I don’t want to write what I’m about to.
Sitting here (in my housecoat) blinking blearily at the curving laptop screen that forms the hub of my universe, I know what I have to say — because I promised that I would tell the truth as I share my journey toward writer’s life success.
What I really want to do is crawl back into bed, pull the covers over my head, and pretend that the last couple of weeks haven’t happened and that I can reclaim several weeks for success.
What I Don’t Want to Say
Thanks to the amazingly uncomfortable powers of human memory, I knew that this week needed to include my regularly scheduled report on how my 21-day challenges are progressing. And I also knew that it was going to be embarrassing.
As usual I had two 21-day S.M.A.R.T. goals, one for my Money-Making Website and one for my copywriting business.
- The MMW goal was to create client-management systems — so that I’d have a structure in place to handle the business I hope to soon be generating.
- And my copywriting goal was to write 21 pieces of raw content for self-marketing purposes.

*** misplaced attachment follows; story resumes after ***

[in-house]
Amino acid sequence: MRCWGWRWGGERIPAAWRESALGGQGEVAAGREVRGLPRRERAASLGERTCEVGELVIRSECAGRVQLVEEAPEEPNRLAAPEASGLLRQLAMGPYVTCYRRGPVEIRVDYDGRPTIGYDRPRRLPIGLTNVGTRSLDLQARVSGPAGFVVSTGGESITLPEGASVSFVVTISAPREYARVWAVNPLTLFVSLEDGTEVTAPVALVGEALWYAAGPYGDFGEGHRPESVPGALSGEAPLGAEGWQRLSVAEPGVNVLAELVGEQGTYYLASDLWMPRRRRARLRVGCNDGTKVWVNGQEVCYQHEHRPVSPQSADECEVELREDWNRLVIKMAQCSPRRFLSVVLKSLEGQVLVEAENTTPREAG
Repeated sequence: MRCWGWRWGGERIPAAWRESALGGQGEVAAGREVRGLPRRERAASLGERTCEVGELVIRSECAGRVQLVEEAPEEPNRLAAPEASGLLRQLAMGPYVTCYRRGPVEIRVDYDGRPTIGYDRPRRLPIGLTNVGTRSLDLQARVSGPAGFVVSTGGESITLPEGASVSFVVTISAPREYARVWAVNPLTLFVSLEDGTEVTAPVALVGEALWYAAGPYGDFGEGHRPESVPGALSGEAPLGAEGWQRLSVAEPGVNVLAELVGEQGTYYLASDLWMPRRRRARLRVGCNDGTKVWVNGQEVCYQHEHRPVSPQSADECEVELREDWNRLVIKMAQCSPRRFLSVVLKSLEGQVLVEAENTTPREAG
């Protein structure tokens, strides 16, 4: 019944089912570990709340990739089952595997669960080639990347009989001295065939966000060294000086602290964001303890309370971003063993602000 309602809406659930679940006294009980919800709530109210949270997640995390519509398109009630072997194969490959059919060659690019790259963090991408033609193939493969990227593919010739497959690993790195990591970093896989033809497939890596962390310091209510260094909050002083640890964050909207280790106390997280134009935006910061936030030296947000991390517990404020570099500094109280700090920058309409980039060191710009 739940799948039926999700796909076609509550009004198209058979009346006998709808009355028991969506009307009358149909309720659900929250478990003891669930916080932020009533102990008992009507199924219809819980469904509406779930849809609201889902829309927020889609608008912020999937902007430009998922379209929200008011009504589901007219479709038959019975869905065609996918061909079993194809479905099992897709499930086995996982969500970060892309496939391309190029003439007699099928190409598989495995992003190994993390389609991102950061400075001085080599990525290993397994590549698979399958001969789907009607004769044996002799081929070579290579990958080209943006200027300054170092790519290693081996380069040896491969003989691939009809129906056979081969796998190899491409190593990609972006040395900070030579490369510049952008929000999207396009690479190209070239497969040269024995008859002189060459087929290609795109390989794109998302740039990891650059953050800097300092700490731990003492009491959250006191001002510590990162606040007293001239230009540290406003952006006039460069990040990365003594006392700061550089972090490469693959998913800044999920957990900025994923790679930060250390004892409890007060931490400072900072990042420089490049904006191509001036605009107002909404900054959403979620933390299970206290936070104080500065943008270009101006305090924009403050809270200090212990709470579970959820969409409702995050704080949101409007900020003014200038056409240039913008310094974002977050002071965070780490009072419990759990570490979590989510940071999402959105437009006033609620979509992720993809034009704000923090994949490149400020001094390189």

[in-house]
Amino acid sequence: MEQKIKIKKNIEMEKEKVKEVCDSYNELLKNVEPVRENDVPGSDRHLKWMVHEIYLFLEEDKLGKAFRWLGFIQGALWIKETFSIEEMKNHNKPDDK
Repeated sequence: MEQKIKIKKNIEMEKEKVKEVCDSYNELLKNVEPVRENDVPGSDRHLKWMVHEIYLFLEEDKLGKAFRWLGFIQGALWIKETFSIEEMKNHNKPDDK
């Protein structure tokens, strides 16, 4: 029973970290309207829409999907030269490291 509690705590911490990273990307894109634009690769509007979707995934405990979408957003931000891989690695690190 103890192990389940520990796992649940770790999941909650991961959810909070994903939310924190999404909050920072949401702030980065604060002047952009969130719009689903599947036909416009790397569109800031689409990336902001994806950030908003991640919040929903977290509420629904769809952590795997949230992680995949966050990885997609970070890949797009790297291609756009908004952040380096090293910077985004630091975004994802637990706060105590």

REPORT: It’s been a near-total failure in terms of achieving these clearly defined goals.
Following that unpleasant realization, the question I’m asking myself is Why did it happen?
As it turns out, a story from my mother’s younger years is relevant to understanding my delays.
A Mostly Good Idea
Before she left to marry an Arizona rancher, my mom was a proud native of Northern Alberta. And many of her best Canada stories are about road trips made on mountainous highways in violent blizzards… with a near-death experience or two thrown in for good measure.
Her favorites involve a torturous, no-guardrails-on-a-thousand-foot-drop, two-lane mountain road through the Rocky Mountains’ Fraser Canyon.
But sometime before my mom moved south, Canada completed the Trans-5 (their version of an interstate), with a stretch called the Coquihalla Highway. The Coquihalla, pronounced Coke-ah-haul-ah, had two purposes:
- To give traffic, especially 18-wheelers, a much safer alternative to the Fraser Canyon pass.
- To give Canadians an excuse to say the most fun word ever.
You won’t find this story on the Coquihalla Wikipedia page — but the insider truth is that for the first year the Coquihalla saw an insane amount of traffic as all of Canada openly embraced the safer traffic alternative. And then — in one of the weirdest traffic anomalies of all time — truckers deserted the Coquihalla and returned to Fraser Canyon.
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